Women in Agriculture Advocate for Enhanced National Policies

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The Nigerian Association of Women in Agriculture, NAWIA, has convened a body of Civil Society Organisations to lead advocacy on national policies at national and sub national levels on the platform of National Policy Advocacy Network, NPAN.

Addressing the gathering weekend at the two days event, the National President and Programs Coordinator of NAWIA, Mrs. Ngizan Chahul stated that the invited organizations were selected based on their long standing records and reputation as well as achievements in the area of Policy and Legislative Advocacy at the National and Sub-National Levels.

Mrs. Chahul observed that the gathering became necessary “because as much as the evidence of our works are everywhere, the desire to continue carrying out our works of rights and policy advocacy has come under huge threats, owing to the fact that the physical and contextual landscape within which we carry out these works has continued to become more and more unfriendly.

‘Civil society has come under attack from those who have marked these advocates as enemies. Organizations are being targeted, and individuals are being targeted. A couple of times, we have been turned away from the gates of agencies, denied entry into premises, and are kept waiting at office lounges for days, all engineered by those who do not want to be accountable and responsive to society.

“Over the past, several bills proposed at the National Assembly for the purpose of shrinking civic space in Nigeria, abound. The Controversial NGOs regulations bill which sought to regulate the activities of civil societies thereby giving the government a hold on civil societies, that was introduced in the House of Representatives in June 2016, but vehemently fought against by civil societies resurfaced in 2019.

“The social media bill among other desperate moves made by those from whom the effective administration and governance of Nigeria is being demanded has continued to suck air out of the civic space.

“The enactment and promotion of harsh policies and the stifling of participation, amongst many other actions aimed at fighting civil societies, have posed enormous challenges to the contribution of civil societies to the development of the country, thereby repressing the civic space.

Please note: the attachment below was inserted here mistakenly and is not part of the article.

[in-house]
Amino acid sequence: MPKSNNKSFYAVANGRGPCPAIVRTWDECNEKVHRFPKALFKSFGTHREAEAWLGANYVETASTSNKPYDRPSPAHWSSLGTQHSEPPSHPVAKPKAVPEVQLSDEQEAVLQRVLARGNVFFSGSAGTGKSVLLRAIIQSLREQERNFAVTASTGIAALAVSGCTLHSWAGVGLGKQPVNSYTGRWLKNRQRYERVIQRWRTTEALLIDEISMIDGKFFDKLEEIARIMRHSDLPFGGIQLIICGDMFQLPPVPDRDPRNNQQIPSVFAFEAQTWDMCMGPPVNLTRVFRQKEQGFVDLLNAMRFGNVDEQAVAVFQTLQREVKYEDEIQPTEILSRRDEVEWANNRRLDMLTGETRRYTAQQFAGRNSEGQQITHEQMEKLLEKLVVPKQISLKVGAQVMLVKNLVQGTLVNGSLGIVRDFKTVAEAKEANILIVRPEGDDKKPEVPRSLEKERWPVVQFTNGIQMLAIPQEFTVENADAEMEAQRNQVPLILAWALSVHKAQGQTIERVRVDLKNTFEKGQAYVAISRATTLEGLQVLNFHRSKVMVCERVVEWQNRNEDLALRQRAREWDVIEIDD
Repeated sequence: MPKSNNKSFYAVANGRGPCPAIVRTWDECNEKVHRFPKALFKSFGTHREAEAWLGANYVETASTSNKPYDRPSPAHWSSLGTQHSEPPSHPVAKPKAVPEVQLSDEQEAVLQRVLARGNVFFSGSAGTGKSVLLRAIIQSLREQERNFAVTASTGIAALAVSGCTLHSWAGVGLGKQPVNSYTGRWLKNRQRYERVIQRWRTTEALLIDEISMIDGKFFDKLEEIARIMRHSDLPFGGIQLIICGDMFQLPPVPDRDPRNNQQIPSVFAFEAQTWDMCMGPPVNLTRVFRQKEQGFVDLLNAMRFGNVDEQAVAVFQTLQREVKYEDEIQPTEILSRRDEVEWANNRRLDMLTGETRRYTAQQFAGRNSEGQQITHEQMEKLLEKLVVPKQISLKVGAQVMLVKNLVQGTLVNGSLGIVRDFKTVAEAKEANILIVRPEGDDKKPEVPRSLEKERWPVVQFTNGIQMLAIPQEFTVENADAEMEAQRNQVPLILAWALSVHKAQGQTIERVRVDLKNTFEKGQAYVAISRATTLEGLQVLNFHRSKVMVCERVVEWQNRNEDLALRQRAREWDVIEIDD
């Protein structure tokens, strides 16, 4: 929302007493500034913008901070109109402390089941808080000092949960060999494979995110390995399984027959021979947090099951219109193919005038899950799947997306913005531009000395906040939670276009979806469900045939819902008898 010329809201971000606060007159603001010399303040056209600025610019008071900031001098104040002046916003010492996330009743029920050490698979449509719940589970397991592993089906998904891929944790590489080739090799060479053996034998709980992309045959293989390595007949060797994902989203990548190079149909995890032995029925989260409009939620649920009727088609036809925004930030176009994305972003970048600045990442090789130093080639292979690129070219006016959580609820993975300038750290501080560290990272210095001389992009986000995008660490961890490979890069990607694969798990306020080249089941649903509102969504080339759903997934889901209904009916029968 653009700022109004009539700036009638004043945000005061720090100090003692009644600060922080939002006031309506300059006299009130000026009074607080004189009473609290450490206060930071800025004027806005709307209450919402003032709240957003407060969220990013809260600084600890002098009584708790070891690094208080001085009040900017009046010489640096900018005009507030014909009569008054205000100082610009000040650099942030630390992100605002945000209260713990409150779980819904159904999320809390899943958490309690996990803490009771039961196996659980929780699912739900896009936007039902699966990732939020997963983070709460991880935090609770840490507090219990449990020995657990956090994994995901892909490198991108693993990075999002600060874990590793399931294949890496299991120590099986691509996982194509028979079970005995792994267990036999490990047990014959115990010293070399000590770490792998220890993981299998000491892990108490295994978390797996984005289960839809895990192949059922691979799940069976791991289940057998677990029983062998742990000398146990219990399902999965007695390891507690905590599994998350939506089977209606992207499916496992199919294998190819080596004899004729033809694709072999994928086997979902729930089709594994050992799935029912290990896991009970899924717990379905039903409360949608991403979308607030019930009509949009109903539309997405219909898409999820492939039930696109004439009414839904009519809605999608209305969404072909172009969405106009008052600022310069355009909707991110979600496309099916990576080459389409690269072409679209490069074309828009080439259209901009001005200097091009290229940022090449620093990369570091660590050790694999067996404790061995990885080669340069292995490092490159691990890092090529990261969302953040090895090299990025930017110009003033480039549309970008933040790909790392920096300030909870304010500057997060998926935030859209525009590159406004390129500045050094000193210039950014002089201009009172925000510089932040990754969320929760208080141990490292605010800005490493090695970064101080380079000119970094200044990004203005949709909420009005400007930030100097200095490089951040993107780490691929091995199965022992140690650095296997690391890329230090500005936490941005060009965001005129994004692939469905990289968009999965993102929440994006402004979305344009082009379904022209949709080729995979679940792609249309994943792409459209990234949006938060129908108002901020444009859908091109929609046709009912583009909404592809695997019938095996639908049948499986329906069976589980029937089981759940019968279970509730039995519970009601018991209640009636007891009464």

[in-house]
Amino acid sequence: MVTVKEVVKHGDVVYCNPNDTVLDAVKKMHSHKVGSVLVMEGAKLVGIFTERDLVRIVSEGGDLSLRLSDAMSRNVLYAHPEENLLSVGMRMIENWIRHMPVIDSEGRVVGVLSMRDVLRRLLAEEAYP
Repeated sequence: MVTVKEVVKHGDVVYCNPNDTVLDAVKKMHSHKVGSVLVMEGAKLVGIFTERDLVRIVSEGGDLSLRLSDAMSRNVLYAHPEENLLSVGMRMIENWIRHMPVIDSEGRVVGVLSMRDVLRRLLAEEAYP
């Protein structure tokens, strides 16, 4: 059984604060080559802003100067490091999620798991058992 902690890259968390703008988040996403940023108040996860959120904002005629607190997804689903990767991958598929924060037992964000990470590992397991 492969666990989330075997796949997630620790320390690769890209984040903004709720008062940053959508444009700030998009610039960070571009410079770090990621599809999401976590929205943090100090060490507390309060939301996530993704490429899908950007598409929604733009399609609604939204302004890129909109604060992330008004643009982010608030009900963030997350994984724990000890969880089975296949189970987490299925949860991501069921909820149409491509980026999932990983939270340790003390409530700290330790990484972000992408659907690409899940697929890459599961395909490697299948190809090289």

“Unfortunately, NGOs such as ours, who simply advocate for policies and legislations seeking the wellbeing of farmers, rural market women, the girl child, and other similar groups have been caught in the crossfire. We have been stood up at offices, turned back at gates of MDAs, refused entry into Legislative houses, and denied access to gatherings of decision-makers. They have put on deaf ears and developed a thick skin to the advocacy calls by concerned groups.

“We believe that if we shout (combine our voices with others), we will be heard from the inside. We also believe that; like the biblical Walls of Jericho, if we unite our voices to produce very high octave vibrations, we will break down the walls.

“It is important for citizens to be given the right structures to enable civil organisation and participation in the running and administration of policy in the country. Participation is key, especially for impact and policymakers, but the shrinking civic space has affected the involvement of key players, especially women.
“The decision to reach out to other organizations and share the idea of creating an advocacy network strictly for policy came as a result of challenges we encountered with gaining access to other important/key places for policy influencing. Some organizations are growing while others have grown; therefore, the impact of the shrinking advocacy space varies from one to the other. As such, it is only logical to create alliances and build networks that one or all members can collectively rely on in other to achieve effective and result-oriented policy Advocacy. We believe that many voices are more impactful than one.”

Mrs. Chahul said she believed that the gathering would brainstorm on the idea for which it was gathered, “and come up with our network which will serve the purpose of breaking down the walls of Jericho which are causing limitations to not only the Civic spaces but also, in specific terms; the Policy Advocacy Spaces within which we operate.”

Invited to the maiden meeting were the International Federation of Female Lawyers (FIDA), Country Women Association of Nigeria (COWAN), Social-Economic Rights and Accountability Project (SERAP) and Women Advocates Research and Documentation Centre (WARDC).

Others were the Civil Society Legislative Advocacy Centre (CISLAC), Women Environmental Programme (WEP), Society for Women Development and Empowerment in Nigeria (SWODEN) and the Transition monitoring group (TMG).

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